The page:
The integration of the thermally assisted write element can be accomplished by, for example, mounting a heat source, such as a laser or light source on a slider, and by forming an optical waveguide within a magnetic write gap of the write element. This entire structure is formed using standard wafer fabrication processes. The waveguide directs a laser beam onto a target spot on, or within the data storage medium, and is positionally shifted in the cross track direction (i.e., direction generally normal to the track) from the top write pole.

The recording data track width is determined by an overlap region of the waveguide and the top write pole. This overlap region is defined at one end by the magnetic profile of a magnetic write pole (P2) edge, and at another end by the thermal profile of the waveguide edge. In one embodiment, a giant magneto-resistive (GMR) element is selected as the read element, and has one edge aligned with the magnetic write pole (P2) edge and the other edge aligned with an edge of the waveguide.

The head is capable of recording and reading a longitudinal medium, thereby enabling its use in conventional magnetic disk drives. The head is further capable of recording and reading a vertically medium, thereby enabling its use in magneto-optical drives.

The read/write head increases the areal density of the storage medium as it enhances the servo-writing process by reducing normally wasted dead space between tracks. The magnetic read operation yields a significantly better wide band signal to noise ratio than the optical read, which enhances the head performance especially at high frequencies. Since the waveguide is aligned relative to the poles during wafer processing the head requires minimal optical alignment, making it significantly simpler and less expensive to build than conventional optical read/write heads. It further provides better writing capabilities at high track densities than conventional magnetic recording systems.

BRIEF DESCRIPTION OF THE DRAWINGS

The features of the present invention and the manner of attaining them, will become apparent, and the invention itself will be understood by reference to the following description and the accompanying drawings, wherein:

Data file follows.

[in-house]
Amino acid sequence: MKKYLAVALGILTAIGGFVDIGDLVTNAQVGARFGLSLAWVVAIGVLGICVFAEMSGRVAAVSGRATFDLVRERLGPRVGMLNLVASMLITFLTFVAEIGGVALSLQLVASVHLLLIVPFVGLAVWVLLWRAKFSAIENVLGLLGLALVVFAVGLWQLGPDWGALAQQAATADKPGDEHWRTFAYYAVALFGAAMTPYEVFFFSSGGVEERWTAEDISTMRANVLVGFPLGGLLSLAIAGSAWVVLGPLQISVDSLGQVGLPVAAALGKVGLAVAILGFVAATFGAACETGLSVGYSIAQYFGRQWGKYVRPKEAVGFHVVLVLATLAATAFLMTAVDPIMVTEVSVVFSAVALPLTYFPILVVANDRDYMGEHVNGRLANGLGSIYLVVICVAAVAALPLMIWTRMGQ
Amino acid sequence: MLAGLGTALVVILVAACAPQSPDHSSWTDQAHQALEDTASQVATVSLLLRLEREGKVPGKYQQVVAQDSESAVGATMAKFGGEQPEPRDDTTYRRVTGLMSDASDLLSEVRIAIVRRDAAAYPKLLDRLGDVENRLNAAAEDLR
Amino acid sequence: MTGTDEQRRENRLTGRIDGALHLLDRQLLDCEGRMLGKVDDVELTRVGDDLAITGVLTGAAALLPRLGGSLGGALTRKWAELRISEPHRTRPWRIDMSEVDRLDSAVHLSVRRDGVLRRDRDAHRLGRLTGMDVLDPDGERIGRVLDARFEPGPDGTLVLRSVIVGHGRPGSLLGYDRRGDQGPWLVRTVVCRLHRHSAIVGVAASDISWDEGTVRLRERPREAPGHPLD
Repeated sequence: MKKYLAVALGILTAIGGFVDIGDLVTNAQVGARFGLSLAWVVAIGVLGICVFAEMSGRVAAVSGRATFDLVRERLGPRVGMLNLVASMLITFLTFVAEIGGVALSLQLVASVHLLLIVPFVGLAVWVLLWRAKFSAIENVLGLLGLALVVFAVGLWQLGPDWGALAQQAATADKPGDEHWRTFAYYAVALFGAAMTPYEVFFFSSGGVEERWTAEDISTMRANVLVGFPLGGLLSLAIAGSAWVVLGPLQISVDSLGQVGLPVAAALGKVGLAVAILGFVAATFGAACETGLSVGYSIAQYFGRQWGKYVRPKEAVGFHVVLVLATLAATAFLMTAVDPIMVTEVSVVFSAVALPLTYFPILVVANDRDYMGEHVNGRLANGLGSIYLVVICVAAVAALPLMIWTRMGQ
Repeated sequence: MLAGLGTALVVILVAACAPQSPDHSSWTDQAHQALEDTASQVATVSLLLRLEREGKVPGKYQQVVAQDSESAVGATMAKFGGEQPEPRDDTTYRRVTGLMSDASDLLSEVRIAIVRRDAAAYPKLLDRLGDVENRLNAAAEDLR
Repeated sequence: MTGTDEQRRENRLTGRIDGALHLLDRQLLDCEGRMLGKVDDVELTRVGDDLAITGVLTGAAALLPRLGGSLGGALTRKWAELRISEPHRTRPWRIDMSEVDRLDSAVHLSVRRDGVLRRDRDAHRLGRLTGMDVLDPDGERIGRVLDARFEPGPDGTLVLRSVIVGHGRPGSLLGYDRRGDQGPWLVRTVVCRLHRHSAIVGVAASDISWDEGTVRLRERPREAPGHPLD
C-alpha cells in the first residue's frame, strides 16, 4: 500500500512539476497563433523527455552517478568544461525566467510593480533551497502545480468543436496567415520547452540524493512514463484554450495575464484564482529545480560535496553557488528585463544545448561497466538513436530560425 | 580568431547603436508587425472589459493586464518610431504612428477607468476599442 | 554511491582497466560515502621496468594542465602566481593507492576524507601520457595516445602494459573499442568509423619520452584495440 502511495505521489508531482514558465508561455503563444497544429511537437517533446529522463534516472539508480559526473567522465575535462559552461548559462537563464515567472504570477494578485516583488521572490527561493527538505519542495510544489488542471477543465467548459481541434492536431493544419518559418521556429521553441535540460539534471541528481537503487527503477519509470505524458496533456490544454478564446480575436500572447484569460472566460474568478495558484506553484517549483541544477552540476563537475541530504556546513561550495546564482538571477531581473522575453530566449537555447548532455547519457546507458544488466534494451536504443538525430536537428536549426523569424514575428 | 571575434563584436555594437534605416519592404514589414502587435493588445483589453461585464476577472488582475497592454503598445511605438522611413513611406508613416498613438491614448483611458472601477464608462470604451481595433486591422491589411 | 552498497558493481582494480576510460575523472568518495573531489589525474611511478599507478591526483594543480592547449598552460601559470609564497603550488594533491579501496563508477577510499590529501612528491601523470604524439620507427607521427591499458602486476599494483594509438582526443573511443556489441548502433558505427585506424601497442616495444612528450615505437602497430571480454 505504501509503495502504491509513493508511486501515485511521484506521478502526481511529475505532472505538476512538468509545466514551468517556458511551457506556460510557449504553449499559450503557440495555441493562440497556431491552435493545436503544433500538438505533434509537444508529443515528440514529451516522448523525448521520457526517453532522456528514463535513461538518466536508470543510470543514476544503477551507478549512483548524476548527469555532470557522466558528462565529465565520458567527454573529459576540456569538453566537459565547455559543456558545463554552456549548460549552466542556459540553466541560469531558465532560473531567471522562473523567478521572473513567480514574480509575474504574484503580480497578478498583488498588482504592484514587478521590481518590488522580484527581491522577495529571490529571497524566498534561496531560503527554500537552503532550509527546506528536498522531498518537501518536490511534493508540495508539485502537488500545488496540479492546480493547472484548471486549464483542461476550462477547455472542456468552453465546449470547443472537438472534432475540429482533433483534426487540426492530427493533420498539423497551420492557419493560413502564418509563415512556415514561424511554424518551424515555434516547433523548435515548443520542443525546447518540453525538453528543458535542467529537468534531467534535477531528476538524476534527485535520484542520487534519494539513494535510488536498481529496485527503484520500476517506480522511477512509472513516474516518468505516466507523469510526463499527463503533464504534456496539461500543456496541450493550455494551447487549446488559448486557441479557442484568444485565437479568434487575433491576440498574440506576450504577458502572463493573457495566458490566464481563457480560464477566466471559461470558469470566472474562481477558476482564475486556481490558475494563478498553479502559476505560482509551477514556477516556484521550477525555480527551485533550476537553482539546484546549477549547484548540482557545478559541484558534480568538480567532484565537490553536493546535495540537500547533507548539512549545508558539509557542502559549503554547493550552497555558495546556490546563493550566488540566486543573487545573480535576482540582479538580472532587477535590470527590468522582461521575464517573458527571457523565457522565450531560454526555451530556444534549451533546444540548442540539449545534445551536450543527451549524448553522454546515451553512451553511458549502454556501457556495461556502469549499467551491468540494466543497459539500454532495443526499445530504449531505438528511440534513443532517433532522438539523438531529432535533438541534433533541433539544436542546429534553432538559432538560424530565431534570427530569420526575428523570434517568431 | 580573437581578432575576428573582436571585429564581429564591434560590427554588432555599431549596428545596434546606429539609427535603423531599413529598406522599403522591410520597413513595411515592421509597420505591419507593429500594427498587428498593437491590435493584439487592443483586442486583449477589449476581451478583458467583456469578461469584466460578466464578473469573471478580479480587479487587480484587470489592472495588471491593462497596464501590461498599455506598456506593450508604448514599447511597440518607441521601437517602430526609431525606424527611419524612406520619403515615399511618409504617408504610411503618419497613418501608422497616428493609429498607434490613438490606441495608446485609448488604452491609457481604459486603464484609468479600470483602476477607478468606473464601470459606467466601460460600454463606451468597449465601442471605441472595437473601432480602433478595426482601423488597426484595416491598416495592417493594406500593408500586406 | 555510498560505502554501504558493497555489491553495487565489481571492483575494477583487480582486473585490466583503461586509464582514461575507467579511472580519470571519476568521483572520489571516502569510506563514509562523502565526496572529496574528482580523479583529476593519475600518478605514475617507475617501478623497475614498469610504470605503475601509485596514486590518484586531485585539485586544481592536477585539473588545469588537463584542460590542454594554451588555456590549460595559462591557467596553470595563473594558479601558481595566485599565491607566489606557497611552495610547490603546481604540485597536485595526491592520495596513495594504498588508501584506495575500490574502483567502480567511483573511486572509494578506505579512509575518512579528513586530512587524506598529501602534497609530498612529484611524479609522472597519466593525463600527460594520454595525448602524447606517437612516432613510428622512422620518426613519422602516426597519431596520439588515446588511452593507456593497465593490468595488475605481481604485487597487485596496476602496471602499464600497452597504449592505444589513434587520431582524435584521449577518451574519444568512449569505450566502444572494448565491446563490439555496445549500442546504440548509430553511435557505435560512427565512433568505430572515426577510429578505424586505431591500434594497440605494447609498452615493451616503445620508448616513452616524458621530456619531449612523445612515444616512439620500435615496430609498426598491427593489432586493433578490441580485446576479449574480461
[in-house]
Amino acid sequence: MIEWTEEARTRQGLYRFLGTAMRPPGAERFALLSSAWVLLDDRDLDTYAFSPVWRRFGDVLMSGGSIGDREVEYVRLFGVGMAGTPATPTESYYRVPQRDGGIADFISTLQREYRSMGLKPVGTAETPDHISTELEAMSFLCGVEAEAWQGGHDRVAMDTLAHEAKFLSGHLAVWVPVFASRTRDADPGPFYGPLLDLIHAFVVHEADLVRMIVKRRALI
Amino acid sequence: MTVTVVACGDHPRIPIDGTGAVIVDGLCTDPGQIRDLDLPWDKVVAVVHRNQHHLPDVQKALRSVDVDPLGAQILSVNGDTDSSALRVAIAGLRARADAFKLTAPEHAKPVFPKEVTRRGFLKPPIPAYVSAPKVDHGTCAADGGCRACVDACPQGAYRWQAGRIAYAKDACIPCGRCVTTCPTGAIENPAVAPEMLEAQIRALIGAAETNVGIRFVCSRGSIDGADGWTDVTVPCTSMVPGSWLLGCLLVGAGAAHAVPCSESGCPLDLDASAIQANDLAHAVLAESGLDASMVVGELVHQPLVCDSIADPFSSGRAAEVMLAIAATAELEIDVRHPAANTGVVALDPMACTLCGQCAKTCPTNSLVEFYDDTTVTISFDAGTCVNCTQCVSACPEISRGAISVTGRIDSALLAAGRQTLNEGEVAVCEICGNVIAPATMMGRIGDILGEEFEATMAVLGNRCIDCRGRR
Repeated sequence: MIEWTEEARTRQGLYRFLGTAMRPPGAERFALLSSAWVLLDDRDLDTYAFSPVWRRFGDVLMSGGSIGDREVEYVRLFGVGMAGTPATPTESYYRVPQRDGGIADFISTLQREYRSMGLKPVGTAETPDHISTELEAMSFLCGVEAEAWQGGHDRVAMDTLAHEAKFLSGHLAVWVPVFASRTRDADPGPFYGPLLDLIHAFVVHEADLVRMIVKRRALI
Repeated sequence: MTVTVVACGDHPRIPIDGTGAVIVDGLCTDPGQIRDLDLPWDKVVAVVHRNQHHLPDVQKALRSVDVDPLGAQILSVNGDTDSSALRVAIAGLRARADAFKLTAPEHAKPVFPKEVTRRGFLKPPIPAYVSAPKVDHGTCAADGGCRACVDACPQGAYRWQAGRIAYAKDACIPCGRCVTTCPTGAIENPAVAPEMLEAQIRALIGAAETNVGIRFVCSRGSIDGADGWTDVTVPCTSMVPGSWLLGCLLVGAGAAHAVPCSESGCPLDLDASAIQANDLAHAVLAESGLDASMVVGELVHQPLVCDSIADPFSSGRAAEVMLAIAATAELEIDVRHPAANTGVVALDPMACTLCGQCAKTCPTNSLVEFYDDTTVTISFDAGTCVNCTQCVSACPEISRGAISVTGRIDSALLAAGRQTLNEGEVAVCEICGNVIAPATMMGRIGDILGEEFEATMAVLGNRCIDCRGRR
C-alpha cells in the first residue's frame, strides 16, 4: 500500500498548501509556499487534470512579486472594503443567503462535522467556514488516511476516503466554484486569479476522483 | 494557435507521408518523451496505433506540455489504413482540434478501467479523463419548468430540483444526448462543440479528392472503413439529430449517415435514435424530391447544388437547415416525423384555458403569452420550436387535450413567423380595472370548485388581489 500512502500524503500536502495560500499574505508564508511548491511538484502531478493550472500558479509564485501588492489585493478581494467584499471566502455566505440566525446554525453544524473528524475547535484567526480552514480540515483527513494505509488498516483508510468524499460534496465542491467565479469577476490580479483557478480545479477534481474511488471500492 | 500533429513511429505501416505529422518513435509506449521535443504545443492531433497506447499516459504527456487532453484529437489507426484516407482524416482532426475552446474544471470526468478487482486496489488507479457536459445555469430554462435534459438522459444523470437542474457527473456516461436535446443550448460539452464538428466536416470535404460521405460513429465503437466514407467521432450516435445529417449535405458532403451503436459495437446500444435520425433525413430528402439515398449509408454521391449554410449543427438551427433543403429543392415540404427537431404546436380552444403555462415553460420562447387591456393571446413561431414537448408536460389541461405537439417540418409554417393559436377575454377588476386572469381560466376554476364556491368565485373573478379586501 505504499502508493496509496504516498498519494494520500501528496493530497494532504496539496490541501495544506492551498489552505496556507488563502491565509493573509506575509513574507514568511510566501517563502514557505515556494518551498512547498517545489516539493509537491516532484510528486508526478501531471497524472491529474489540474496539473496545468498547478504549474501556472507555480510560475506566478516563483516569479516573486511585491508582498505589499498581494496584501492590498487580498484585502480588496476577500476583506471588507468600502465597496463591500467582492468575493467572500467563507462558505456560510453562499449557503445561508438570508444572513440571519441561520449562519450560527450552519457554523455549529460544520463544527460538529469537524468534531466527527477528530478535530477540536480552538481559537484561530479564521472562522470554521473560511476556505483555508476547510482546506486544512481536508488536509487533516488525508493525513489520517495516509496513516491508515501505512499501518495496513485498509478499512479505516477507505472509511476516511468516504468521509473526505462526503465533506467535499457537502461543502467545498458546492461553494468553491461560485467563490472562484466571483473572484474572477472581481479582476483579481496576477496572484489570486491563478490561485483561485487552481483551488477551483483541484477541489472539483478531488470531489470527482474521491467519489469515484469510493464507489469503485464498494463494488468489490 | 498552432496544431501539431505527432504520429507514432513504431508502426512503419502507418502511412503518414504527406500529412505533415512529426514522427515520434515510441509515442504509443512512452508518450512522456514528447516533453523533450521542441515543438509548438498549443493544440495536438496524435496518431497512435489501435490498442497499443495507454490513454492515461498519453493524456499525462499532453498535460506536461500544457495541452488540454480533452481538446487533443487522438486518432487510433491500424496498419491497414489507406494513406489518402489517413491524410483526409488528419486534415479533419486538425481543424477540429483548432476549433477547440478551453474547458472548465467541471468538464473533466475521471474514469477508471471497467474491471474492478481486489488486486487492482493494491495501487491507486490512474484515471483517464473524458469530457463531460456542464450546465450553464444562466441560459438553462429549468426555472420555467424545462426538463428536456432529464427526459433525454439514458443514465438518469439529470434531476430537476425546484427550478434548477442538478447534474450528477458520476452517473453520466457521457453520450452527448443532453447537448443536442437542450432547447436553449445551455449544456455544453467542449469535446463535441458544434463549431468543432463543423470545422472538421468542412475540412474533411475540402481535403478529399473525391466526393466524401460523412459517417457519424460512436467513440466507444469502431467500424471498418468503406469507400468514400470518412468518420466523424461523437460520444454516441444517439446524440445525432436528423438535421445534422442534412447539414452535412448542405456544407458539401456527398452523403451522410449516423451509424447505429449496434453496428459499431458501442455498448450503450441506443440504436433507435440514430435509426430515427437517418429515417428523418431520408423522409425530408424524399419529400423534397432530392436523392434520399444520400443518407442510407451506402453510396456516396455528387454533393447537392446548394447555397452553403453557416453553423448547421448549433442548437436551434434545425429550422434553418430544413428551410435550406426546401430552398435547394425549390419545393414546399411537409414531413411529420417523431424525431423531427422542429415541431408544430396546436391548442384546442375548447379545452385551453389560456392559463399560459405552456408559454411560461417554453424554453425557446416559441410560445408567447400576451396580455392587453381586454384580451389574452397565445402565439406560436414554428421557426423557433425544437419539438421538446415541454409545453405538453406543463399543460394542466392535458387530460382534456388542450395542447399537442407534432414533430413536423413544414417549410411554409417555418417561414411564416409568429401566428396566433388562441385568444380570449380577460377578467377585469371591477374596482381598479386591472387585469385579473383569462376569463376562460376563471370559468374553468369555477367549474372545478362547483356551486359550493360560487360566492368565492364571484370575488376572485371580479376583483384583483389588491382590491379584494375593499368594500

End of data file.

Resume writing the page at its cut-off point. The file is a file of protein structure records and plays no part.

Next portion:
FIG. 1 is a fragmentary perspective view of a data storage system utilizing a read/write head according to the invention;

FIG. 2 is a perspective view of a head gimbal assembly comprised of a suspension, and a slider to which the read/write head of FIG. 1 is secured, for use in a head stack assembly;

FIG. 3 is an enlarged perspective view of a read/write element forming part of the read/write head of FIGS. 1 and 2, and integrating a thermally assisted write section and a magnetic (GMR) read section according to the present invention;

FIG. 3A is an enlarged cross-sectional view of the read-rite element of FIG. 3, taken along line 3A--3A and illustrating an optical waveguide according to the present invention;

FIG. 4 is a cross-sectional view of the read/write element of FIG. 3 taken along line 4--4, and shown positioned on a slider relative to a data storage medium;

FIG. 5 is an enlarged, partial, front elevation view of the read/write element of FIG. 4 with selective hatching for added visual clarity, illustrating a data storage medium in a rotated position (i.e., not the actual physical position) for facilitating the comparative description between the read/write element and the data track width written and read by the read/write element on the data storage medium;